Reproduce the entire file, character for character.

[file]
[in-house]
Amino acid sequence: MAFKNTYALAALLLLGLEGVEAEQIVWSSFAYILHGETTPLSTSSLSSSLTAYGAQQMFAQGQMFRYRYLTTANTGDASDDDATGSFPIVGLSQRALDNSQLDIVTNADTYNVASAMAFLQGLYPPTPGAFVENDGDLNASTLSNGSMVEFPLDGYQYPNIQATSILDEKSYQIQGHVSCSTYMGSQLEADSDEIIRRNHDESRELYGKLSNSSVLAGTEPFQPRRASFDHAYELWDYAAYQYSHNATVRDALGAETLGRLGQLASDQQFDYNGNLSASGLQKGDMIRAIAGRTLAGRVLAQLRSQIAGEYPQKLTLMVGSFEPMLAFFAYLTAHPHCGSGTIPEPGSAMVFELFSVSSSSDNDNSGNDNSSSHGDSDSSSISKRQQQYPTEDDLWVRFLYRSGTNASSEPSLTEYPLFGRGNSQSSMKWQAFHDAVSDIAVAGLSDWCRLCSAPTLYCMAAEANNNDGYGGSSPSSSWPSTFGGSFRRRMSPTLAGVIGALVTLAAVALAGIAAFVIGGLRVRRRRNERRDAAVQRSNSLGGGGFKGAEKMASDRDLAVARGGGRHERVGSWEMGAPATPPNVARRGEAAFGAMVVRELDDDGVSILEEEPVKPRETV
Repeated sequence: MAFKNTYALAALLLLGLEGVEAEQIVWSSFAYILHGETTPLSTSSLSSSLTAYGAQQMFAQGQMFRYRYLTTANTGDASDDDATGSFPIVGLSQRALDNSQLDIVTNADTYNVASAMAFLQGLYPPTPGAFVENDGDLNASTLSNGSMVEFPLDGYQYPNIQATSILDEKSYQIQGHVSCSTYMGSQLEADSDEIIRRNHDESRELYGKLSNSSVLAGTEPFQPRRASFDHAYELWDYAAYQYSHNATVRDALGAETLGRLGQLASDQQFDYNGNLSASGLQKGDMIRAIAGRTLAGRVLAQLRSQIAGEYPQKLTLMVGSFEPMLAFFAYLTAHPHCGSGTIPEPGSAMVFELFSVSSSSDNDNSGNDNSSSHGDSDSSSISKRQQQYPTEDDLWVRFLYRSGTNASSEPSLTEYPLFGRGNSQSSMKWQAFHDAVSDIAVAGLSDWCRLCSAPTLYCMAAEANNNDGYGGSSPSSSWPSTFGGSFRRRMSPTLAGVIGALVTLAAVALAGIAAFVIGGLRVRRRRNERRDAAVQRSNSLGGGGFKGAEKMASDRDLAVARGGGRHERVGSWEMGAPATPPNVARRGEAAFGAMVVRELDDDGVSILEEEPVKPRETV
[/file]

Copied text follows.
[in-house]
Amino acid sequence: MAFKNTYALAALLLLGLEGVEAEQIVWSSFAYILHGETTPLSTSSLSSSLTAYGAQQMFAQGQMFRYRYLTTANTGDASDDDATGSFPIVGLSQRALDNSQLDIVTNADTYNVASAMAFLQGLYPPTPGAFVENDGDLNASTLSNGSMVEFPLDGYQYPNIQATSILDEKSYQIQGHVSCSTYMGSQLEADSDEIIRRNHDESRELYGKLSNSSVLAGTEPFQPRRASFDHAYELWDYAAYQYSHNATVRDALGAETLGRLGQLASDQQFDYNGNLSASGLQKGDMIRAIAGRTLAGRVLAQLRSQIAGEYPQKLTLMVGSFEPMLAFFAYLTAHPHCGSGTIPEPGSAMVFELFSVSSSSDNDNSGNDNSSSHGDSDSSSISKRQQQYPTEDDLWVRFLYRSGTNASSEPSLTEYPLFGRGNSQSSMKWQAFHDAVSDIAVAGLSDWCRLCSAPTLYCMAAEANNNDGYGGSSPSSSWPSTFGGSFRRRMSPTLAGVIGALVTLAAVALAGIAAFVIGGLRVRRRRNERRDAAVQRSNSLGGGGFKGAEKMASDRDLAVARGGGRHERVGSWEMGAPATPPNVARRGEAAFGAMVVRELDDDGVSILEEEPVKPRETV
Repeated sequence: MAFKNTYALAALLLLGLEGVEAEQIVWSSFAYILHGETTPLSTSSLSSSLTAYGAQQMFAQGQMFRYRYLTTANTGDASDDDATGSFPIVGLSQRALDNSQLDIVTNADTYNVASAMAFLQGLYPPTPGAFVENDGDLNASTLSNGSMVEFPLDGYQYPNIQATSILDEKSYQIQGHVSCSTYMGSQLEADSDEIIRRNHDESRELYGKLSNSSVLAGTEPFQPRRASFDHAYELWDYAAYQYSHNATVRDALGAETLGRLGQLASDQQFDYNGNLSASGLQKGDMIRAIAGRTLAGRVLAQLRSQIAGEYPQKLTLMVGSFEPMLAFFAYLTAHPHCGSGTIPEPGSAMVFELFSVSSSSDNDNSGNDNSSSHGDSDSSSISKRQQQYPTEDDLWVRFLYRSGTNASSEPSLTEYPLFGRGNSQSSMKWQAFHDAVSDIAVAGLSDWCRLCSAPTLYCMAAEANNNDGYGGSSPSSSWPSTFGGSFRRRMSPTLAGVIGALVTLAAVALAGIAAFVIGGLRVRRRRNERRDAAVQRSNSLGGGGFKGAEKMASDRDLAVARGGGRHERVGSWEMGAPATPPNVARRGEAAFGAMVVRELDDDGVSILEEEPVKPRETV